In “Ajedrez” (En la tierra de en medio, 1972), Castellanos portrays a couple embarking on an intellectual duel. She attempts to unravel male-female relationships which, even though they have existed from time immemorial, do not seem to quite come together. In this confrontation, it is evident that the female being has undergone an important process; she has strengthened her expression, she has not silenced herself and, due to this, she is capable of speaking to the man face to face: “Porque éramos amigos y, a ratos, nos amábamos; / quizá para añadir otro interés / a los muchos que ya nos obligaban / decidimos jugar juegos de inteligencia” (321). This new position in their relationship has allowed her to know the masculine world and its rules: “Aprendimos las reglas, les juramos respeto / y empezó la partida”. The woman is conscious of the social hierarchy that affects intellectual relationships with the man; in other words, it is not only that she is conscious of herself, but she is also conscious of the man’s position. Even though in the poem the winner of the game is not revealed, the sharpness of the poetic I seems to stand out due to her ability to see beyond the result of the game. She is interested in the reality that surrounds them both and that is the reason she explains it to him, so that he can think about the different cultural roles each of them has to follow; roles that prevent true human empathy and understanding: “Henos aquí hace un siglo, sentados, meditando / encarnizadamente / cómo dar el zarpazo último que se aniquile / de modo inapelable y, para siempre, al otro”.



Russian linguist Mikhail Bahktin claimed that being able to “communicate dialogically” means to be. In other words: “Nos convertimos en sujetos mediante el lenguaje y tan sólo podemos afirmar la existencia de un ‘yo’ si existe un ‘tú’” (Carabí 2000, 20). However, as Pierre Bordieu stated, due to the way cultural codes have been conceived: “Être homme, c'est être installé d'emblée dans une position impliquant des pouvoirs” (1990, 21). This is why we need to establish a relational dialogue and, in order to achieve this, it is important that men become conscious that masculinity is not only a stereotype but also an ideology. In this sense, by transforming themselves into the subject of the discourse, Storni and Castellanos have contributed to drawing attention to the “dualismo jerarquizado” (Puleo 2000, 81). It could be argued that they gave men the chance to see themselves reflected in the mirror; not as an act of vengeance but in an attempt to redefine inherited concepts. Men could also break that mirror to give masculinity the chance to become a rich structure without the need to oppress and build upon the subordination of other social groups; an anti-sexist, anti-racist and anti-homophobic masculinity. According to Alicia Puleo, it should be “una redefinición del ser humano que supere los dualismos jerarquizados. Tanto los hombres como las mujeres somos naturaleza y cultura, razón y afectividad, intelecto y cuerpo” (2000, 81).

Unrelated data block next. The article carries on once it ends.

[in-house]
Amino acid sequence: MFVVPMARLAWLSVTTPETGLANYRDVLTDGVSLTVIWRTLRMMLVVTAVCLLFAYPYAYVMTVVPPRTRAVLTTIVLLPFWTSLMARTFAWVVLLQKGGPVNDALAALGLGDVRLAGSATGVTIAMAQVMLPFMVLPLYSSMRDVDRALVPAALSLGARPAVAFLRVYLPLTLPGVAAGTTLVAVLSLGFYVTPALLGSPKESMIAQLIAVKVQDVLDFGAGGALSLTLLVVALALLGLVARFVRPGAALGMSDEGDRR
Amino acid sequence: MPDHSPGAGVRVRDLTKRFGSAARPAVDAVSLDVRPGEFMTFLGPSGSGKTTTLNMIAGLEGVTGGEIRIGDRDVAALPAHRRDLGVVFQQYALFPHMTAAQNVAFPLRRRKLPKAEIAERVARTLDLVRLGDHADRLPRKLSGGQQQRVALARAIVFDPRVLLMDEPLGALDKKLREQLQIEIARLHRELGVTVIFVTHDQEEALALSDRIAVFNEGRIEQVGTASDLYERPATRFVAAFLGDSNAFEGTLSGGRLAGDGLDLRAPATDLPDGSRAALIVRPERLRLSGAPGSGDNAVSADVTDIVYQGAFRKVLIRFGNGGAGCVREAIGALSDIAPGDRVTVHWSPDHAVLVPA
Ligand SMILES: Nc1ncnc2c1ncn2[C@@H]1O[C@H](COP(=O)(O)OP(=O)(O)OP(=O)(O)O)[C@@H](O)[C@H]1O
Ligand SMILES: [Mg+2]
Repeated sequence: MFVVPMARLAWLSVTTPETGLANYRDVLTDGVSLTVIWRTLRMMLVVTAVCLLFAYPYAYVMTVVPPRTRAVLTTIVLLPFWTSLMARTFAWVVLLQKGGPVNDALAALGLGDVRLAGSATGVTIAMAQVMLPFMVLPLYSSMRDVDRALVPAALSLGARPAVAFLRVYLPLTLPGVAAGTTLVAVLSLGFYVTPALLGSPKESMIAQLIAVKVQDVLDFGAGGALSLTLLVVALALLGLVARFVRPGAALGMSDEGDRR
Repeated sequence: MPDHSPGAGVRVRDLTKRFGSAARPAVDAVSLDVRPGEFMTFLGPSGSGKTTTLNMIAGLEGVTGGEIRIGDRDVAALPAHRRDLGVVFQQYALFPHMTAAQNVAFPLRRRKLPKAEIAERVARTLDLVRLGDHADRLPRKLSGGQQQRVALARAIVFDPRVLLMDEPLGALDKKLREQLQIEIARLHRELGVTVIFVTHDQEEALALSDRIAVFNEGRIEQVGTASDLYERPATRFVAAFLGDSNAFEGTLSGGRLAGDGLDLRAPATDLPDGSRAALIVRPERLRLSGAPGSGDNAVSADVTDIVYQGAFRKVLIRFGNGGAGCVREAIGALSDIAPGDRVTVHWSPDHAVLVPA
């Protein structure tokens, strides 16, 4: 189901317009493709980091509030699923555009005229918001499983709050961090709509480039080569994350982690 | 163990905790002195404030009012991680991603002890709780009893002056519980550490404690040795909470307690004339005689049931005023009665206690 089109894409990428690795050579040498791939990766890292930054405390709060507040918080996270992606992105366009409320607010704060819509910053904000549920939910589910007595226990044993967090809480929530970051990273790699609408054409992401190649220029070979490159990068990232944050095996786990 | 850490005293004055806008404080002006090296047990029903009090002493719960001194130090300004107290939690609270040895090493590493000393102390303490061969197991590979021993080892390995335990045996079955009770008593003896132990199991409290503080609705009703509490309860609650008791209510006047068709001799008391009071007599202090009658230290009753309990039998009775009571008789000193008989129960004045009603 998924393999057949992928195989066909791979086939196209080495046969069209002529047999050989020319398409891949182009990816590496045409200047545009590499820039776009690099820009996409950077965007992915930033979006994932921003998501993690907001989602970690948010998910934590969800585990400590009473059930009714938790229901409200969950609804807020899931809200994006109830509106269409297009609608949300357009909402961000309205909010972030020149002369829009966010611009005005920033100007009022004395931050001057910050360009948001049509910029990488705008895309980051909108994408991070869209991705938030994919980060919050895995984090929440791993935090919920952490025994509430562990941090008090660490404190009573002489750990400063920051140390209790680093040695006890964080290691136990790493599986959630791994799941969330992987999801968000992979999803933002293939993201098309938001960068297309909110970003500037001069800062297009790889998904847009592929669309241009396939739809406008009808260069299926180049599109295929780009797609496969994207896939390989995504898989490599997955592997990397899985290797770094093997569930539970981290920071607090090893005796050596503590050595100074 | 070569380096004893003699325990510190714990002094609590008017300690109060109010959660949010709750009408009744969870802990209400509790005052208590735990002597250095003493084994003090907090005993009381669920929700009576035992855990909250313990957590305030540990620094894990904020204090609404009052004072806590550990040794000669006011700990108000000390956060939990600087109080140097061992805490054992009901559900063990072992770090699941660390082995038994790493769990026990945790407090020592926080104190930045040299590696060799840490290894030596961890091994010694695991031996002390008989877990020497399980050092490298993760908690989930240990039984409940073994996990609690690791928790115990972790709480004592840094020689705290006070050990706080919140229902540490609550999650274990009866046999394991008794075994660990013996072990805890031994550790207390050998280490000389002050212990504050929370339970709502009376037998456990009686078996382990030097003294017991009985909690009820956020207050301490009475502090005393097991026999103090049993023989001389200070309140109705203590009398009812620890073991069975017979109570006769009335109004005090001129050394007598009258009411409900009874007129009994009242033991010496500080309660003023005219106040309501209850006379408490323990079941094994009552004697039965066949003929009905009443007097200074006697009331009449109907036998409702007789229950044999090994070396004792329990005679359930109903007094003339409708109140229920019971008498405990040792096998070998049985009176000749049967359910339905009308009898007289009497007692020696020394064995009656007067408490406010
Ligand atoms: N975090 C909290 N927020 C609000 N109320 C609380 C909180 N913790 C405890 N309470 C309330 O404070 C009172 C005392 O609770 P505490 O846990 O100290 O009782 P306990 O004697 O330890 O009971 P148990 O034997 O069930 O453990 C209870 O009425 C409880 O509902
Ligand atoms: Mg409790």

In their search for alternative feminine meanings, both Storni and Castellanos asked themselves: is the realisation of romantic/erotic love compatible with the search for a differentiated female being? By killing Eros in her poem “A Eros” (Mascarilla y trébol, 1938) Storni seems to deny that possibility. Castellanos seems to agree with Storni when she writes in the last poem of “Viaje redondo” included in Poesía no eres tú: “Ninguno es necesario / ni aun para ti que, por definición / eres menesterosa” (377). In their attempt to reformulate themselves using their own realities as a basis, both writers knew they were condemned to pain and loneliness, the metaphorical grave previously mentioned. If irony was the sword and shield they used to attack and defend themselves from the inherited system of beliefs, loneliness was the price they had to pay.

From her own grave, Zambrano’s Antigone thinks about the necessity of a New Law and, talking about Creon, she states: "Si el del poder hubiera bajado aquí de otro modo, como únicamente debía haberse atrevido a venir, con la Ley Nueva, y aquí mismo hubiese reducido a cenizas la vieja ley, entonces sí, yo habría salido con él, a su lado, llevando la Ley Nueva en alto sobre mi cabeza. Entonces, sí. Pero él ni lo soñó siquiera, ni nadie allá arriba lo sueña." (Zambrano 1986, 258)

Storni and Castellanos dreamed of such a change; they dreamed of a relationship between genders which would be sincere and non-hierarchical in every field of life. Even though the opposition to change on the part of patriarchal society caused both authors frustrations, disappointments, disillusions and pain, their merit resides in the fact that they bravely embraced their dreams. Loneliness together with intelligence allowed them to observe complex human phenomena which gave them the chance to discover, to value and to understand. Both Storni and Castellanos were and still are the Antigone María Zambrano imagined, the one that will continue to be delirious whilst things remain immovable: “No podemos dejar de oírla, porque (…) Antígona está enterrada viva en nosotros, en cada uno de nosotros” (Zambrano 1948a, 18).


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Brod, Harry. 1987, The Making of Masculinities. The New Men’s Studies, Boston: Allen and Unwin

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—. 1995, Mujer que sabe latín…, México, D.F.: FCE

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Kimmel, Michael., Jeff Hearn, Robert W. Connell (eds.). 2004, Handbook of Studies on Men and Masculinities, Thousand Oaks, CA: Sage

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  1. The essay “Delirio de Antígona” was first published in the Cuban magazine Orígenes in July 1948. This essay was the seed of the book La tumba de Antígona published in Madrid nineteen years later.
  2. The essay “Delirio de Antígona” was first published in the Cuban magazine Orígenes in July 1948. This essay was the seed of the book La tumba de Antígona published in Madrid nineteen years later.